What does a “culture of competition” look like?

Throughout the 20th century, the concept of competition has been viewed with skepticism or even outright hostility. Progressives abhorred “destructive competition” and sought to replace it with government coordination of the economy. John D. Rockefeller even went so far as to say, “Competition is a sin.” But this vision relies on a false understanding.

America — and any country seeking sustainable prosperity — depends on a culture of healthy competition. In a competitive environment, individuals and firms large and small can unleash their creativity, follow their passions and ambitions, and strive to better the lives of others. Healthy competition is based on true fairness, where rewards stem from work and merit rather than political connections. It creates the opportunity for everyone to lift themselves up, including the most vulnerable.

But a “culture of competition” has a more profound meaning. Beyond inspiring individuals to work hard and create opportunity, competition encourages us to be our best selves. A competitive environment doesn’t just force each of us to “beat the other guy”; rather, we strive to be better and to do better, allowing all of us to flourish and creating a thriving, stimulating community. The strengths of others allow us to lift ourselves up, and they help us set goals and dream big. Only in a culture of competition can we each achieve our maximum potential.

But when competition is restricted — as it increasingly is in the American economy today — success is limited to those connected to political power or who already have great wealth. Those with power and resources can fight to keep out those with better ideas but fewer connections, and slowly but surely, envy politics becomes the norm. Innovation, entrepreneurship, invention, and creativity suffer — and we’re all the poorer for it.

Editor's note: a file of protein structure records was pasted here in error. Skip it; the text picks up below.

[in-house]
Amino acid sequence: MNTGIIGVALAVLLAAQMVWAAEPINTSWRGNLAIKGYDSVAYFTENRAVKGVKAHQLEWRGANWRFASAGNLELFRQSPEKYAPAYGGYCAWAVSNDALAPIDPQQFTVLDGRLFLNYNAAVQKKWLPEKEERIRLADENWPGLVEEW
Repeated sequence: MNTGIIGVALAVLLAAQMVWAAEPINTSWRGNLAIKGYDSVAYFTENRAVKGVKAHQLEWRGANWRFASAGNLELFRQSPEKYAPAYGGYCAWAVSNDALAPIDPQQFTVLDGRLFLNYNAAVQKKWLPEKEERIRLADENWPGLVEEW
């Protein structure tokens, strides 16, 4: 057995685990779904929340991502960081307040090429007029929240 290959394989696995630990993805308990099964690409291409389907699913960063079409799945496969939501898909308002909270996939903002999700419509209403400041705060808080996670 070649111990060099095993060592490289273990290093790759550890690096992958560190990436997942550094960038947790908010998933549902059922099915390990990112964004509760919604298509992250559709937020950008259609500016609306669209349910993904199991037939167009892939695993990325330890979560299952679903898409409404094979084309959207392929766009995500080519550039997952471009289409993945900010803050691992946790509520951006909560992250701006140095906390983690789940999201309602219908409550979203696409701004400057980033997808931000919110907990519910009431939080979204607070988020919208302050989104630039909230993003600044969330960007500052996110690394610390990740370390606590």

Today, America is faced with two choices. In one scenario, we continue to suppress competition, allowing interest groups and lobbyists to fight for special treatment and to squelch solutions that don’t meet their approval. Our economy becomes increasingly tilted toward those with the right connections, and our work ethic erodes as favor-seeking replaces ingenuity and diligence.

But in a more optimistic outcome, we embrace competition in the world of ideas and the marketplace. We break the death grip of entrenched interests on our public schools, our financial markets, our energy industry, our health care system, and many other increasingly inadaptable industries. In this outcome, our economy is fairer and America redoubles its commitment to being a land of opportunity.

The American Enterprise Institute’s “Culture of Competition” project highlights the policies and practices that damage our national dedication to competition and promotes positive alternatives. Through the work of AEI’s scholars and fellows, the project examines barriers to competition in all areas of American life, from the economy to the world of ideas, and seeks to reinvigorate a competitive culture so that everyone can reap the benefits of a fair American economy.